lunedì 10 aprile 2017
U.S. Secretary of State Rex Tillerson has arrived in Italy for a meeting of the Group of Seven (G7) industrialized nations, with a special session scheduled to discuss the crisis in Syria. Tillerson and other foreign ministers, who are meeting in regular session on April 10, will convene on April 11 at 8 a.m. local time (0600 GMT) to discuss Syria, Italian news agencies reported.
U.S. Secretary of State Rex Tillerson has arrived in Italy for a meeting of the Group of Seven (G7) industrialized nations, with a special session scheduled to discuss the crisis in Syria.
Tillerson and other foreign ministers, who are meeting in regular session on April 10, will convene on April 11 at 8 a.m. local time (0600 GMT) to discuss Syria, Italian news agencies reported.
Along with the G7 members, the foreign ministers of Turkey, the United Arab Emirates, Saudi Arabia, Jordan, and Qatar are also scheduled to take part in the special session.
The G7 consists of the United States, Japan, Germany, the U.K., Italy, France, and Canada. Russia was part of the G8, but it was ejected in 2014 after its illegal annexation of Ukraine's Crimea region.
News agencies quoted Italian Foreign Minister Angelino Alfano as saying the session devoted to Syria was called in an effort to prevent a "dangerous military escalation" in the six-year conflict following the U.S. missile strike against a Syrian air base in retaliation for Damascus's alleged chemical weapons attack on its own citizens.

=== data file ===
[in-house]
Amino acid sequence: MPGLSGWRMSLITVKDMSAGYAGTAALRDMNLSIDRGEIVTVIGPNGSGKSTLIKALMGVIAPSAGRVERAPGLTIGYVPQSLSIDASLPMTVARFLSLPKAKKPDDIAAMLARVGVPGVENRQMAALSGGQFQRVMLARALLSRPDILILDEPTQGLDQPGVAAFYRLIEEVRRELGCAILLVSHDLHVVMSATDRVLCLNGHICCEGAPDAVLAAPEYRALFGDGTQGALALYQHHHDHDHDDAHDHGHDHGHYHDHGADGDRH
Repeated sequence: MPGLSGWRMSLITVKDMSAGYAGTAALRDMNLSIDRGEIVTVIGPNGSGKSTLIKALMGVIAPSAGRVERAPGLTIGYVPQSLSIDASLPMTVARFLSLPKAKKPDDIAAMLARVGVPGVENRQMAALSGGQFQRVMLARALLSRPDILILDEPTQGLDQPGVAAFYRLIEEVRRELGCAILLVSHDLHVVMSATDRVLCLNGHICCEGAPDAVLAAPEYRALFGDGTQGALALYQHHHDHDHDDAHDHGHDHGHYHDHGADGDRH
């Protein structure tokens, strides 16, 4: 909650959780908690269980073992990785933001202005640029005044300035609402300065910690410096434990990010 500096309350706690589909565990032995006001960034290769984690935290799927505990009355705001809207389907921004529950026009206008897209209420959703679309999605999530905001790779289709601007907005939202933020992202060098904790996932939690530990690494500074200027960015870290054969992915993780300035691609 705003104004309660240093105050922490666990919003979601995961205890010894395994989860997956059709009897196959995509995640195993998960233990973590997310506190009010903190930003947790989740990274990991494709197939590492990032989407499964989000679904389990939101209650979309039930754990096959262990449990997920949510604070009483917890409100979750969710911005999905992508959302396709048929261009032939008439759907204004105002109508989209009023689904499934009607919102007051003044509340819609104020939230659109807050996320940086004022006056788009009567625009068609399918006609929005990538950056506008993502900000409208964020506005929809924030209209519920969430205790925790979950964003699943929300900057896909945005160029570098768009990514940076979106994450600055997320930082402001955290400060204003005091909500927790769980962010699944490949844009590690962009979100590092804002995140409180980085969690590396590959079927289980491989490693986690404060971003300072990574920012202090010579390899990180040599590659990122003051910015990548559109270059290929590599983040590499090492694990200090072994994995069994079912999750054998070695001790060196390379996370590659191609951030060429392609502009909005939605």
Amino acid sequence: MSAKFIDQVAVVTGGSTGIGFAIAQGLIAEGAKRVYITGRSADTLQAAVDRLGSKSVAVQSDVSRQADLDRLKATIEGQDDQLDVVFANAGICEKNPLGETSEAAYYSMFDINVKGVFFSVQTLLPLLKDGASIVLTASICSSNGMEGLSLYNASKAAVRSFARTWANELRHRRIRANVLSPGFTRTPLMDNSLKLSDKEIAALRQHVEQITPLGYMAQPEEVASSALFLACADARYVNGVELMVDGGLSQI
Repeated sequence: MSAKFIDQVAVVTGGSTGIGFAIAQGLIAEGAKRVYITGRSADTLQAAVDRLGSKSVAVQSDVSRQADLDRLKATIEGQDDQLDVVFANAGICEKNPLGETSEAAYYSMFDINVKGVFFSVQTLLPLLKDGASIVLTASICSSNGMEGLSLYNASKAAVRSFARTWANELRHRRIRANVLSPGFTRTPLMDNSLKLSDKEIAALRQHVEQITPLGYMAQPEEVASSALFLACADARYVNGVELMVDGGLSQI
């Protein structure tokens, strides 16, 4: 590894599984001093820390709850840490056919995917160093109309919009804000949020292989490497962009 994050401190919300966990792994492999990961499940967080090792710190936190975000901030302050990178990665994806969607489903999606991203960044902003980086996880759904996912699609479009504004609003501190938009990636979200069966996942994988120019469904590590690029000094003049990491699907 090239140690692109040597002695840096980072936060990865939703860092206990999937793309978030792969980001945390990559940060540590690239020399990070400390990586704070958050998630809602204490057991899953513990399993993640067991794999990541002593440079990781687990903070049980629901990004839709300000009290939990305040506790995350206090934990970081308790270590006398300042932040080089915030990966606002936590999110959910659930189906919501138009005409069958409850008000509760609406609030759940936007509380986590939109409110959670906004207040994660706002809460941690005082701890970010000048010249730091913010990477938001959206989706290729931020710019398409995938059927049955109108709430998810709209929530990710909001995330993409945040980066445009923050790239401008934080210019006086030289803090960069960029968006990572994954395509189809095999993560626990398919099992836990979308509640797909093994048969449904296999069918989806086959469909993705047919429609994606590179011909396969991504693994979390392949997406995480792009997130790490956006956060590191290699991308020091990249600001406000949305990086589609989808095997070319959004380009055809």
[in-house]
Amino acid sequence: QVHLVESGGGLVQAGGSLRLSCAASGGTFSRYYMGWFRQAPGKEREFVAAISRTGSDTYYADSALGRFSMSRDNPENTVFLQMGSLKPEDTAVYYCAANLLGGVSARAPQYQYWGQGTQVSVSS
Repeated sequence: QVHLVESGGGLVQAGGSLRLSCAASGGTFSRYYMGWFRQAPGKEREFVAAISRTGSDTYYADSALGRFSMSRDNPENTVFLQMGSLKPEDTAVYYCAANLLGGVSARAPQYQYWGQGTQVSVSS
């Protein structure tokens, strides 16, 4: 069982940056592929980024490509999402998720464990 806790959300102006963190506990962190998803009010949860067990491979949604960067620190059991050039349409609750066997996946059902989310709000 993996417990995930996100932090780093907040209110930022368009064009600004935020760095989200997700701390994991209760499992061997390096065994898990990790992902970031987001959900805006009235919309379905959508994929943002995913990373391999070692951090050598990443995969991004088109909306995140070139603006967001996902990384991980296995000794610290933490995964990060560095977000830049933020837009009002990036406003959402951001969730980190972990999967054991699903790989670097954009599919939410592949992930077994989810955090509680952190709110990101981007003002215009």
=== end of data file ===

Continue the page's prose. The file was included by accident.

Tillerson is likely to be grilled by his G7 counterparts to clearly set out U.S. policy in Syria.
U.S. President Donald Trump said during the 2016 campaign that his administration would be less interventionist than predecessors and would ease the emphasis on global human rights abuses.
In that vein, the U.S. missile strike confounded many allies, as have mixed signals sent out by the administration on whether Washington is prioritizing the removal of Syrian President Bashar al-Assad as a requirement for peace in the war-torn country.
"The Americans say they agree, but there's nothing to show for it behind [the scenes]. They are absent from this and are navigating aimlessly in the dark," Reuters news agency quoted a senior European diplomat who declined to be named.
The Sunday Times newspaper in the U.K. reported on April 10 that Britain will push for new sanctions on Russia if it refuses to cut ties to Assad.
The Times reported that U.K. Foreign Secretary Boris Johnson wants the G7 to issue a joint declaration that Russia should end its support for the Assad regime and remove its forces from Syria to allow the return of humanitarian aid convoys.
If Russian President Vladimir Putin refuses, new sanctions on Russia should be imposed, aimed at “making life very difficult” for government figures, the report said.
After the G7 gathering in the Italian town of Lucca, Tillerson is scheduled to move on to Moscow for discussions with Russian counterpart Sergei Lavrov.
Russia, along with Iran, supports the government of Assad, while the United States and Turkey back antigovernment rebels.